Understanding Obssesive-Compulsive Disorder (OCD)

Mar 26, 2019
Mental Health

Welcome to the comprehensive guide on Obssesive-Compulsive Disorder (OCD), brought to you by Susan H Dowell, LCSW, BCD - a leading expert in the field of mental health. In this article, we explore the various aspects of OCD, including its symptoms, causes, and available treatment options. Gain a better understanding of OCD and find valuable information that can help you on your journey to overcoming this condition.

What is Obssesive-Compulsive Disorder (OCD)?

Obssesive-Compulsive Disorder, commonly known as OCD, is a mental health disorder characterized by unwanted and recurring thoughts (obsessions) that lead to repetitive behaviors (compulsions). OCD affects individuals of all ages, genders, and backgrounds, and can significantly impact their daily lives.

The Symptoms of OCD

Individuals with OCD may experience a wide range of symptoms, but most often, these symptoms fall into two categories: obsessions and compulsions.


Obsessions are intrusive and unwanted thoughts, images, or urges that cause distress and anxiety in individuals with OCD. These obsessions typically center around themes such as cleanliness, orderliness, fear of harm, symmetry, or taboo thoughts.

Some common obsessions include:

  • Fear of contamination or germs
  • Excessive doubts and the need for reassurance
  • Unwanted aggressive or violent thoughts
  • Extreme concern with order and symmetry
  • Unwanted sexual or religious thoughts


Compulsions are repetitive behaviors or mental acts that individuals with OCD feel driven to perform in response to their obsessions. These compulsions are often carried out to reduce anxiety or prevent feared situations, but they provide only temporary relief.

Some common compulsions include:

  • Excessive handwashing or cleaning
  • Repeated checking of locks, appliances, or switches
  • Counting or tapping in specific patterns
  • Arranging or organizing objects symmetrically
  • Engaging in excessive reassurance-seeking behaviors

Causes and Risk Factors

The exact cause of OCD is not yet fully understood, but research suggests that a combination of genetic, environmental, and neurobiological factors contribute to its development. Common risk factors for OCD include:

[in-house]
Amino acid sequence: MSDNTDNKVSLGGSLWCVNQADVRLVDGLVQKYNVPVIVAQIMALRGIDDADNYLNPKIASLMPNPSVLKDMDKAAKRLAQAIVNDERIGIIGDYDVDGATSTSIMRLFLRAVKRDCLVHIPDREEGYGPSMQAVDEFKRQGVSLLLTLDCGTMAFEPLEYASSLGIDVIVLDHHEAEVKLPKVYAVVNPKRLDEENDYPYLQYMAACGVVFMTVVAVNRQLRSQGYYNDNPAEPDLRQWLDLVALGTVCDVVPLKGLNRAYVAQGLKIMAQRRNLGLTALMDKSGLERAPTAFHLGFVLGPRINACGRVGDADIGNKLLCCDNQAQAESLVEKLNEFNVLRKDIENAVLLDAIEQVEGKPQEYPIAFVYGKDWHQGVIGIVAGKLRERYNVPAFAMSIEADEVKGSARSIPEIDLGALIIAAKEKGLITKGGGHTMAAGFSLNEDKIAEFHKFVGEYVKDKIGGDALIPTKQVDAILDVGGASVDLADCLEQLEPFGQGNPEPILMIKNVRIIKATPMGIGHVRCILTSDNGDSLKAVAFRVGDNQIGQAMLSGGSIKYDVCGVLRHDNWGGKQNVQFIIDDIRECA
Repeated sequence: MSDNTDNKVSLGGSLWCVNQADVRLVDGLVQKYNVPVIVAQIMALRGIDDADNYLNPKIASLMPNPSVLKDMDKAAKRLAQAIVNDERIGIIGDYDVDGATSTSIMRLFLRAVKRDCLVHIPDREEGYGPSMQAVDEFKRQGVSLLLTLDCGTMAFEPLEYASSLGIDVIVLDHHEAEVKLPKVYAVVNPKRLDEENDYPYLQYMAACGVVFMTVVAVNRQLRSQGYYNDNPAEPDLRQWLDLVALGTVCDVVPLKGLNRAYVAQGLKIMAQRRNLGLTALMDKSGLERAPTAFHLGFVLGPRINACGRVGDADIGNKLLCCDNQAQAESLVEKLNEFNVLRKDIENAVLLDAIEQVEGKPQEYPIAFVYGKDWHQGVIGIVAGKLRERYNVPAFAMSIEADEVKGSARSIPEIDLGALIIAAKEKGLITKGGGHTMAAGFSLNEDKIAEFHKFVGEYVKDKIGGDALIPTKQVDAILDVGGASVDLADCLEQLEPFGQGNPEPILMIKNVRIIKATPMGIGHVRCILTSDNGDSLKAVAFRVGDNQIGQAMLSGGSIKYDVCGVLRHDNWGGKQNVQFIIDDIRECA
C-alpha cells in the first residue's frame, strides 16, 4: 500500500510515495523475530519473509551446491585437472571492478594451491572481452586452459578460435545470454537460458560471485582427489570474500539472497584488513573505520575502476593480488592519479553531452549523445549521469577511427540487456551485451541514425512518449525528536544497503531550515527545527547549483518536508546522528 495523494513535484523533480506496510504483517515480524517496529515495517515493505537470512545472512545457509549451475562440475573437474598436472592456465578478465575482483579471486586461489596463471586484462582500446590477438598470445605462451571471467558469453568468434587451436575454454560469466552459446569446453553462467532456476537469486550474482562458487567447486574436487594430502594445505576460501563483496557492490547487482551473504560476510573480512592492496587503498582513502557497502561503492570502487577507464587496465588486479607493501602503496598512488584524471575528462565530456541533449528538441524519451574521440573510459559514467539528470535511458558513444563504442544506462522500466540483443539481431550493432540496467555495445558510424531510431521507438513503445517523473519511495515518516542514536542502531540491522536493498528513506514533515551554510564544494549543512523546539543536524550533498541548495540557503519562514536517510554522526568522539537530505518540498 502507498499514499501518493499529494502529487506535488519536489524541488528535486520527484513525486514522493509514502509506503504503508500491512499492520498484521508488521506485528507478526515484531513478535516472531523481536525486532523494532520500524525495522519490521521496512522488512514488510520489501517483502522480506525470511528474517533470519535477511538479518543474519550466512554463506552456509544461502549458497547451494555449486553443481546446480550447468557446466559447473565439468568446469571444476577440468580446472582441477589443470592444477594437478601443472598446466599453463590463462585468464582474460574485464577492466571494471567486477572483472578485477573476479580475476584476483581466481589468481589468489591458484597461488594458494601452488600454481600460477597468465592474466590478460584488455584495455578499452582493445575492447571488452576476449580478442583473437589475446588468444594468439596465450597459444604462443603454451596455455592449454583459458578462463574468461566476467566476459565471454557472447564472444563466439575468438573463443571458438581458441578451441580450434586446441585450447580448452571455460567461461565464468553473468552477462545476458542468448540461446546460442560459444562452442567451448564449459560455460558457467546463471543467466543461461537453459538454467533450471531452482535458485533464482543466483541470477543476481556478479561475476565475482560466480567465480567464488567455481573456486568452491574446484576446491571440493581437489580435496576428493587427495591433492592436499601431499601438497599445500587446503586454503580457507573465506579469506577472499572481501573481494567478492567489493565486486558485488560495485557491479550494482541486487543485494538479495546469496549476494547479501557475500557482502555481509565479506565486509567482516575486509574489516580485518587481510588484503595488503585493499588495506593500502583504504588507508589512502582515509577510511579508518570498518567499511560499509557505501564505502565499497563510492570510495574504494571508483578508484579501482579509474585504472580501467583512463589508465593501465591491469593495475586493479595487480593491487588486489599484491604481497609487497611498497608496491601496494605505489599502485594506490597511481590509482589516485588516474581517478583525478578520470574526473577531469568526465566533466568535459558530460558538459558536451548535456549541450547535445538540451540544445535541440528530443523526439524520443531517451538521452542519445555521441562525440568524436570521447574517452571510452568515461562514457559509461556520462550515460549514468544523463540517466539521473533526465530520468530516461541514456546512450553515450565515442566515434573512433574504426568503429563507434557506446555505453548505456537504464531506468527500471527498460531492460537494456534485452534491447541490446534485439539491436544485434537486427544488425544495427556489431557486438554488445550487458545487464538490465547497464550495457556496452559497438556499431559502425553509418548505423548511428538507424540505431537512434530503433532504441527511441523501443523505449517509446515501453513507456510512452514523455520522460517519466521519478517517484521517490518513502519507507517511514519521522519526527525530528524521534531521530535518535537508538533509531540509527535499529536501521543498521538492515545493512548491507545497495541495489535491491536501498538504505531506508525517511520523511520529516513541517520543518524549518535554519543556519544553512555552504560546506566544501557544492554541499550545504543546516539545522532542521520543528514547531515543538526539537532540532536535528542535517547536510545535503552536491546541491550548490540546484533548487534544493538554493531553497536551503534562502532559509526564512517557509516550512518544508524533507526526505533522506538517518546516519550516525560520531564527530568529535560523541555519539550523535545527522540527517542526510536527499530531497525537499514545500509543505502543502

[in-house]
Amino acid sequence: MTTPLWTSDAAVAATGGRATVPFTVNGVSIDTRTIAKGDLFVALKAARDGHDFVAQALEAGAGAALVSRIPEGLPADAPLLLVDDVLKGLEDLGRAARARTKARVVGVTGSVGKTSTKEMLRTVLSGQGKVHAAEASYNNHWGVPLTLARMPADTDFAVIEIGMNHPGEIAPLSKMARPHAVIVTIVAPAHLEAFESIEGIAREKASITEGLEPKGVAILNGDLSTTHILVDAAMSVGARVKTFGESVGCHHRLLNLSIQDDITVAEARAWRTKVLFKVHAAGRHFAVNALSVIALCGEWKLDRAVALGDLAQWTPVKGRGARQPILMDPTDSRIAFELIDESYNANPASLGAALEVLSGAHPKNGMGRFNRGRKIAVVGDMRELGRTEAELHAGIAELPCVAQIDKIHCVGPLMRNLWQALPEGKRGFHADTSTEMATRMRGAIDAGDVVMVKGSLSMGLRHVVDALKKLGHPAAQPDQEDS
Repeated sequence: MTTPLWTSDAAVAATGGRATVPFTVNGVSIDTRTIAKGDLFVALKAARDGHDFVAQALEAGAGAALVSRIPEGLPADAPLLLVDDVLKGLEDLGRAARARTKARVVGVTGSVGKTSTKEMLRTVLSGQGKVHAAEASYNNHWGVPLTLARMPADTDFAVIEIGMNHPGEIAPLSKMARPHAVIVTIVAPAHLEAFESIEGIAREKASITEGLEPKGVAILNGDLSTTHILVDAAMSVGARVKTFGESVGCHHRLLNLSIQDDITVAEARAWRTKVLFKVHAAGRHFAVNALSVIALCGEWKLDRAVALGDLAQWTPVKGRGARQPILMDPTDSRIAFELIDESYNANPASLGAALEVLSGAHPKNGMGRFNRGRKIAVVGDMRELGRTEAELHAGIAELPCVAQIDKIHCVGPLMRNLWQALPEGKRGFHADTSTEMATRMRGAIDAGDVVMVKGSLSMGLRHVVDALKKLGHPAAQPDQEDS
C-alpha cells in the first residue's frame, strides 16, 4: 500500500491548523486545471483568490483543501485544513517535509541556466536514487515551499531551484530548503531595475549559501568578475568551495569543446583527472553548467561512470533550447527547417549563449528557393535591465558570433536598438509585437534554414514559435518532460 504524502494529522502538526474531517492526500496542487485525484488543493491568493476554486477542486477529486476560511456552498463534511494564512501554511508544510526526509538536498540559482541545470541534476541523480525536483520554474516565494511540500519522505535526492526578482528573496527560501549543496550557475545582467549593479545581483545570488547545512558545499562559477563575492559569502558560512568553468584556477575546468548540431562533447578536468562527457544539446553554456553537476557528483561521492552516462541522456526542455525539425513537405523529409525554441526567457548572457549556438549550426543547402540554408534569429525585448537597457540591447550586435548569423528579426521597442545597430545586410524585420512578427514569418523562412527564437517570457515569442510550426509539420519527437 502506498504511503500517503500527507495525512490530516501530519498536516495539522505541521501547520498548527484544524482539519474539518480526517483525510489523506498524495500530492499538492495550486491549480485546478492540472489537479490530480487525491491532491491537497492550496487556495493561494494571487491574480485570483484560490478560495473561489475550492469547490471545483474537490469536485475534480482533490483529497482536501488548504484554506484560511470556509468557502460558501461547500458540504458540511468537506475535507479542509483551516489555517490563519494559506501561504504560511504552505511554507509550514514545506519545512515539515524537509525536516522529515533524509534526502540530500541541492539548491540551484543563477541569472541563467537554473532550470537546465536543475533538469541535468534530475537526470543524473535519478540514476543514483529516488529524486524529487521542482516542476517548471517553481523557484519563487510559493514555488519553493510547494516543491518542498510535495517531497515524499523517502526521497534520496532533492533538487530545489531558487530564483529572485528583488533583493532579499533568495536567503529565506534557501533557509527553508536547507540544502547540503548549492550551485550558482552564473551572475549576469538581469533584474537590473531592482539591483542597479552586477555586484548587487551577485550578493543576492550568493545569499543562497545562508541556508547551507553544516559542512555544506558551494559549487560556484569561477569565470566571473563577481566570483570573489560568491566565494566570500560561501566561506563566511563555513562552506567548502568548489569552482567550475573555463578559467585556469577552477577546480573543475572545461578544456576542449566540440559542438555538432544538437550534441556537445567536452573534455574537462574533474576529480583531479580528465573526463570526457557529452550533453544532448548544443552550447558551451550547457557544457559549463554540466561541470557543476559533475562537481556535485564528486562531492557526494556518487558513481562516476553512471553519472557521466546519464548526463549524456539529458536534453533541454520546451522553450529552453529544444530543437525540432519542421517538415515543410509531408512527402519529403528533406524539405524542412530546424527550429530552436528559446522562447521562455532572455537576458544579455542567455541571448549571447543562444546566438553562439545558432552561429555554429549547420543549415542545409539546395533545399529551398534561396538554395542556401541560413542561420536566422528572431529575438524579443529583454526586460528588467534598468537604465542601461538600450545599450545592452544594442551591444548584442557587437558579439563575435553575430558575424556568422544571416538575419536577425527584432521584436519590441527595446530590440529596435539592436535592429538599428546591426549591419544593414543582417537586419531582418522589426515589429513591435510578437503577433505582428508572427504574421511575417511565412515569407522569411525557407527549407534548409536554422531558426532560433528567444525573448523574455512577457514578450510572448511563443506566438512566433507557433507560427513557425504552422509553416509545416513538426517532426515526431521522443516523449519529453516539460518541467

• Family history of OCD or other anxiety disorders
  • Imbalance in brain chemicals
  • High levels of stress
  • History of trauma or abuse

Treatment Options for OCD

OCD is a treatable condition, and there are various effective treatment options available. Seeking professional help from mental health practitioners experienced in OCD treatment is crucial in managing and overcoming this disorder.


Cognitive-Behavioral Therapy (CBT) is the most widely recognized and evidence-based treatment for OCD. Through CBT, individuals learn to identify, challenge, and modify their obsessive thoughts and accompanying compulsive behaviors. Exposure and Response Prevention (ERP), a specific form of CBT, exposes individuals to their fears and prevents the use of compulsions, leading to a reduction in anxiety over time.


In some cases, medication may be prescribed to help manage the symptoms of OCD. Selective Serotonin Reuptake Inhibitors (SSRIs) are often used and have shown to be effective in reducing obsessions and compulsions. It is important to consult with a psychiatrist to determine the appropriate medication and dosage for your specific needs.

Combination Therapy

Combining psychotherapy and medication has been found to be beneficial for some individuals with OCD, especially in more severe cases or when symptoms significantly impact daily functioning. Collaborating with healthcare professionals can help devise a tailored treatment plan that suits individual requirements.


In conclusion, Obssesive-Compulsive Disorder (OCD) is a complex mental health disorder that affects the lives of many individuals. Understanding its symptoms, causes, and available treatment options is essential in managing and overcoming this condition. Seek the help of mental health professionals, such as Susan H Dowell, LCSW, BCD, who specialize in OCD treatment, to embark on a path towards recovery. Remember, with appropriate care and support, individuals with OCD can lead fulfilling lives and find relief from the challenges imposed by this disorder.

Justin Scott
Informative and helpful! 🙌🏼
Nov 8, 2023